Road victims group says Cowen has more questions to answer

Road traffic victims groups say the Taoiseach should instruct Barry Cowen to give full details of his driving history.
Road victims group says Cowen has more questions to answer
Agriculture Minister Barry Cowen, seen here arriving for the Cabinet meeting at Dublin Castle, is still facing questions over his driving record.
Agriculture Minister Barry Cowen, seen here arriving for the Cabinet meeting at Dublin Castle, is still facing questions over his driving record.

Road traffic victims groups say the Taoiseach should instruct Barry Cowen to give full details of his driving history.

The embattled Agriculture Minister was caught drink-driving after he was stopped at a garda checkpoint in 2016 on his way home to Offaly having attended the All-Ireland Football final in Dublin.

Mr Cowen received a €200 fine and was disqualified from driving for three months. It has since emerged that he had also received a speeding fine previously and held a provisional license before the ban.

Susan Gray, the founder of road safety victim support group PARC, lost her husband Steve when he was killed in a road traffic collision involving an unaccompanied learner driver in Donegal in 2004. She spoke with Mr Cowen on Tuesday morning, and said none of the questions she put to the minister were answered during the call, or by his Dáil statement on Wednesday night.

"He called me, we'd had no contact before that but he said he wanted to apologise for drink-driving to me and anyone in our group," she said.

"He said what he did was wrong and he offered to work with our group in the future to send out a message.

"For me, there are loads of outstanding issues about the learner permit.

"Why was he on the permit for that long? I asked him loads of questions and he said he was making a Dáil statement and he said he would address as many questions as he could but he was still waiting back for information on some of them."

Mr Cowen used Dáil standing orders on Tuesday night to address the chamber and said he had been driving on a provisional driving permit because his previous licence had expired. He said that he subsequently secured and now has a full, clean driver's licence, addressing the questions around how he, as a TD aged 49, would not have done so by that stage.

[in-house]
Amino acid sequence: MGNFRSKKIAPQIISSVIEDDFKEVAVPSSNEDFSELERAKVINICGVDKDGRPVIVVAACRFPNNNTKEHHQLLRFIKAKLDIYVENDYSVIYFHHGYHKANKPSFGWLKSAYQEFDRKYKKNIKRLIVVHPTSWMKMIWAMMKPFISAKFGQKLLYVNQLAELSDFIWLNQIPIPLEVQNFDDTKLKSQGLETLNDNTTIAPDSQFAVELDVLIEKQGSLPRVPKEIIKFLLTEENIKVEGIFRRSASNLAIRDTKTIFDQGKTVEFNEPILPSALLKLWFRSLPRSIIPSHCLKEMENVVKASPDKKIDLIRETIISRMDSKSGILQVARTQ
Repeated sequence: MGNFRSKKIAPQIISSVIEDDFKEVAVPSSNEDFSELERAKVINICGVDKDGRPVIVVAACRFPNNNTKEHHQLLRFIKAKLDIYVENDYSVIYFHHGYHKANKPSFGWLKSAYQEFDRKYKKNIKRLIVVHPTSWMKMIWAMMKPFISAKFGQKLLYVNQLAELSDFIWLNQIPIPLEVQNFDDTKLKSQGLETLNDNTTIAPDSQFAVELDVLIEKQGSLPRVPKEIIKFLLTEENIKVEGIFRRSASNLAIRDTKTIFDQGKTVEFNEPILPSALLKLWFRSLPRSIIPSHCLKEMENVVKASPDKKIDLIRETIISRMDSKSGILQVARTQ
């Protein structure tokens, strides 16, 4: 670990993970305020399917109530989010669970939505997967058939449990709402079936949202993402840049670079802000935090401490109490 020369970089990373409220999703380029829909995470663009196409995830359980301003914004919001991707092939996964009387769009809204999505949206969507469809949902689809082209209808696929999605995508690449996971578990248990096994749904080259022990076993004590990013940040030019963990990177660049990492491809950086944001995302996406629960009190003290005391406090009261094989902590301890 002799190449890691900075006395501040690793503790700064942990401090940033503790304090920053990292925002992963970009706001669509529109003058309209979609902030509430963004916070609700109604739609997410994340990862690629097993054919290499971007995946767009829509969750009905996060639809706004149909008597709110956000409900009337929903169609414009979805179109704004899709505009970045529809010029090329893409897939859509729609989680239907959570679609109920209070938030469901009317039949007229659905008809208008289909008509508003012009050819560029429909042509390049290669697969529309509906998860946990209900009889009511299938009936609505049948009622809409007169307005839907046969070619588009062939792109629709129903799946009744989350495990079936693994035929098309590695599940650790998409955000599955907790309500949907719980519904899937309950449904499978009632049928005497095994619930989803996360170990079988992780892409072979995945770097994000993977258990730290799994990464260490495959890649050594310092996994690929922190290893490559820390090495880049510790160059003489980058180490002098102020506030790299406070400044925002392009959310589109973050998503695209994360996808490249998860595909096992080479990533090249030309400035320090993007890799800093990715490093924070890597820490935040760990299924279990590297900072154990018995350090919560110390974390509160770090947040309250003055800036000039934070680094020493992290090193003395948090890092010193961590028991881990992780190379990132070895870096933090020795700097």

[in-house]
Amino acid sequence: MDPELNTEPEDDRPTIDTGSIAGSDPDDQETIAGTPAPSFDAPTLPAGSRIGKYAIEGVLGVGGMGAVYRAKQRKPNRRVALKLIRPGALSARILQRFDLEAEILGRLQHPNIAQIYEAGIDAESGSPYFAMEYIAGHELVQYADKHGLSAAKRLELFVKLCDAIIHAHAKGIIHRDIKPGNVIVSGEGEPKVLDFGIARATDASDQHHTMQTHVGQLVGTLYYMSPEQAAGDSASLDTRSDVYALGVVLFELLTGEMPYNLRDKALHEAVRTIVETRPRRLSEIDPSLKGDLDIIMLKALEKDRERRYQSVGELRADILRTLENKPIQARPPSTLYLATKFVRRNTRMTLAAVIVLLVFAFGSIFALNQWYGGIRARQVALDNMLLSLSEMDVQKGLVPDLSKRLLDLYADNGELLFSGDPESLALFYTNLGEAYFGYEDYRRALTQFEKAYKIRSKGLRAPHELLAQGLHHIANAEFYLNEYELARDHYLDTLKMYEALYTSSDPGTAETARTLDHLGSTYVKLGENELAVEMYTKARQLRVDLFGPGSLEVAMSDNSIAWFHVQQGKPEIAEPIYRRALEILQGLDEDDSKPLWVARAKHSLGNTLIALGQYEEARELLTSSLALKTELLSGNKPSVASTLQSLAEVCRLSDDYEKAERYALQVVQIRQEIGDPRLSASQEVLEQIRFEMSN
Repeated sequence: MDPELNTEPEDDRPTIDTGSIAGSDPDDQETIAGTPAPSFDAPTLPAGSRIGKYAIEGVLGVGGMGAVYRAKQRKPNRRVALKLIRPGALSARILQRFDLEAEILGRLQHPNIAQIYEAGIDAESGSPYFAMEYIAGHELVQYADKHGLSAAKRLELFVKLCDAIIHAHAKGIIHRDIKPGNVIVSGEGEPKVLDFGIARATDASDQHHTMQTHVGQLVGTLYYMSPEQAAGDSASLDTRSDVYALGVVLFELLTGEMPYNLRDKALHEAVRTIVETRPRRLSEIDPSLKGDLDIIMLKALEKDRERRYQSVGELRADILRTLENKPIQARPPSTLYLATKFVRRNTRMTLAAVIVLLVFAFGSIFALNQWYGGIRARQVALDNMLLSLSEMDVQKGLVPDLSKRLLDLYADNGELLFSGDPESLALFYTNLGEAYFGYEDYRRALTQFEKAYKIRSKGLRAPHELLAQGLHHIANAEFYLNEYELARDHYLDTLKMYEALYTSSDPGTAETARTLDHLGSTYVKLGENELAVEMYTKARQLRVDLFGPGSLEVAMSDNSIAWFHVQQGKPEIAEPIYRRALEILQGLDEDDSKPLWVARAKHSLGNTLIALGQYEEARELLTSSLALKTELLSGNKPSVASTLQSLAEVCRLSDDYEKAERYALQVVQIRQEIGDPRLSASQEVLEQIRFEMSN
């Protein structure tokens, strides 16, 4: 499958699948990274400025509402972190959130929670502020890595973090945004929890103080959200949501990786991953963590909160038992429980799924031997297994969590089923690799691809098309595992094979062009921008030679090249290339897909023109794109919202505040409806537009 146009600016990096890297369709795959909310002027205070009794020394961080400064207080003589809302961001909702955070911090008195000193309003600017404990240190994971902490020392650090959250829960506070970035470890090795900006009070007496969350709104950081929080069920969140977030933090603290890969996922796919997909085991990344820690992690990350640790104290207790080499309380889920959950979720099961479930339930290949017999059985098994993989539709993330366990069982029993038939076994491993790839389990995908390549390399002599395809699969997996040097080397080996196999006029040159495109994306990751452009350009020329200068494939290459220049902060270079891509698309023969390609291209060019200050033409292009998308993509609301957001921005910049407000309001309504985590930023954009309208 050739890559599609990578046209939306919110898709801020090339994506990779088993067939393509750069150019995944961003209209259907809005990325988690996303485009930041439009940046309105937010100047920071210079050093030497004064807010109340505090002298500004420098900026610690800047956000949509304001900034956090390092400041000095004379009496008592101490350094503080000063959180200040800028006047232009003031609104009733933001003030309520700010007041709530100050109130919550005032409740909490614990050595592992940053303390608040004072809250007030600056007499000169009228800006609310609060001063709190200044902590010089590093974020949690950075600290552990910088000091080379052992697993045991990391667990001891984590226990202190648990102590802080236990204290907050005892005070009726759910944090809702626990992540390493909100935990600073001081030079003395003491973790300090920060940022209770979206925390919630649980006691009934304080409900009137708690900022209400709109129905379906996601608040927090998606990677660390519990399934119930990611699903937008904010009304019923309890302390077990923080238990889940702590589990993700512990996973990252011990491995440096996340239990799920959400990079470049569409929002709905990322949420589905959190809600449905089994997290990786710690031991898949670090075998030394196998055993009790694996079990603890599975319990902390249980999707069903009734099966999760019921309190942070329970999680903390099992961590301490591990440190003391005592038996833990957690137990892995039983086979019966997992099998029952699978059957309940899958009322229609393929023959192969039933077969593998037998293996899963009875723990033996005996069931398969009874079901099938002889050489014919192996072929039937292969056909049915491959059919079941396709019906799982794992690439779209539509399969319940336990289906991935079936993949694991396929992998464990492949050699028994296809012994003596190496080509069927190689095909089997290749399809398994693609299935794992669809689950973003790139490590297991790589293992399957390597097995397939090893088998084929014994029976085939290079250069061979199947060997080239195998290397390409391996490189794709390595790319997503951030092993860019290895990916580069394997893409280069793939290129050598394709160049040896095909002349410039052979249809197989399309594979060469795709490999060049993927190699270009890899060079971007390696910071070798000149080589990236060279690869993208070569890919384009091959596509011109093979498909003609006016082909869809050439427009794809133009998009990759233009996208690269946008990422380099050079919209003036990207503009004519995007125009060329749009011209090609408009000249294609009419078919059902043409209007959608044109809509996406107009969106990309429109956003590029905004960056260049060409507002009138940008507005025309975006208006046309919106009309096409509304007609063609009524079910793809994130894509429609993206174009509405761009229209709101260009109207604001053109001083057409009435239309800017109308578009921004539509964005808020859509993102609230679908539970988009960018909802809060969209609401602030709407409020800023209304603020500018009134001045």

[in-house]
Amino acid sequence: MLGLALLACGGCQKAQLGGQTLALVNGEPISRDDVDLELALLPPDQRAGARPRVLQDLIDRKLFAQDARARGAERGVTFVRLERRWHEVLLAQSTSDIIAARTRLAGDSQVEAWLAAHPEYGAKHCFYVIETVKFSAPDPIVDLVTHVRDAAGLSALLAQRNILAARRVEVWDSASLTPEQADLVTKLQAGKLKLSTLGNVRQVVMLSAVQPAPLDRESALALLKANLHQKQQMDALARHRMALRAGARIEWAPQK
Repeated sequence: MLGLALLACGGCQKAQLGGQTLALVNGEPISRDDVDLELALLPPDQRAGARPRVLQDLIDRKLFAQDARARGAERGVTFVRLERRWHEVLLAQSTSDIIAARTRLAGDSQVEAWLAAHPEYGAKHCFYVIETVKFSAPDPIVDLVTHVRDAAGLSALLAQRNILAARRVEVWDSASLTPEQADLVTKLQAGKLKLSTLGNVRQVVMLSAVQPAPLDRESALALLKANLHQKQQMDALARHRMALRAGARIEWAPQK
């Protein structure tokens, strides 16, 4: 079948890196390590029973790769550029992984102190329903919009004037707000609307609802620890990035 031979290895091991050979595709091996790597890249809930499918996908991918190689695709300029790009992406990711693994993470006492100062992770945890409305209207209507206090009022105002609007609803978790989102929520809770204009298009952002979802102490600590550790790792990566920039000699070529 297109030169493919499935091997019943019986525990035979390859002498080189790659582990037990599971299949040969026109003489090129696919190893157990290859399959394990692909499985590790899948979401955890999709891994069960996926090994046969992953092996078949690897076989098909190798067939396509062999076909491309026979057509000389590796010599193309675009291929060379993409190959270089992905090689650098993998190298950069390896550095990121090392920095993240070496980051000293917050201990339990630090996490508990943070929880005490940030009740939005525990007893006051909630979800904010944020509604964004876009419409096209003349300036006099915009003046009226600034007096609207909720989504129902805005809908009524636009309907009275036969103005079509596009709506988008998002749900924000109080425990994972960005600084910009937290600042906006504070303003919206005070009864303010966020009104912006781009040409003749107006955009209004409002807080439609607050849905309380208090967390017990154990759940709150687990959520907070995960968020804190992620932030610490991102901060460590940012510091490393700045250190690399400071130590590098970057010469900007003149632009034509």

"The fact is that before the recent, proper reforms of the system, it was not uncommon for people of all ages to drive with either a provisional or learner permit," he said. "However, this was bad practice and I clearly should have regularised my position much sooner."

Ms Gray has submitted a number of questions she says need to be answered by Mr Cowen.

    The list of outstanding questions are:
  • 1. How many learner permits did Barry Cowen obtain from the Road Safety Authority before sitting a driving test?
  • 2. While driving on a learner permit did he always display L plates as is the law?
  • 3. While driving on a learner permit did he ensure that he was always accompanied by a qualified driver as is the law?
  • 4. How many times did he sit a driving test before passing?
  • 5. When exactly did he pass his driving test?
  • 6. Did he display N plates on his vehicle for two years after passing the driving test, as is the law?
  • 7. How many times was he detected speeding?
  • 8. How many penalty points were applied to his learner permit?
  • 9. Did he inform his insurance company of his penalty points?
  • 10. Was he ever disqualified having accumulated the maximum penalty points for a learner driver which is seven points?

“When these questions are answered we can then issue our final statement. In the meantime, our Government needs to close the loophole whereby learners need never sit a driving test to drive on Irish roads,” she said.

“We want Micheál Martin to call on Barry Cowen, sit down with him and clarify every law that he has broken," she said.

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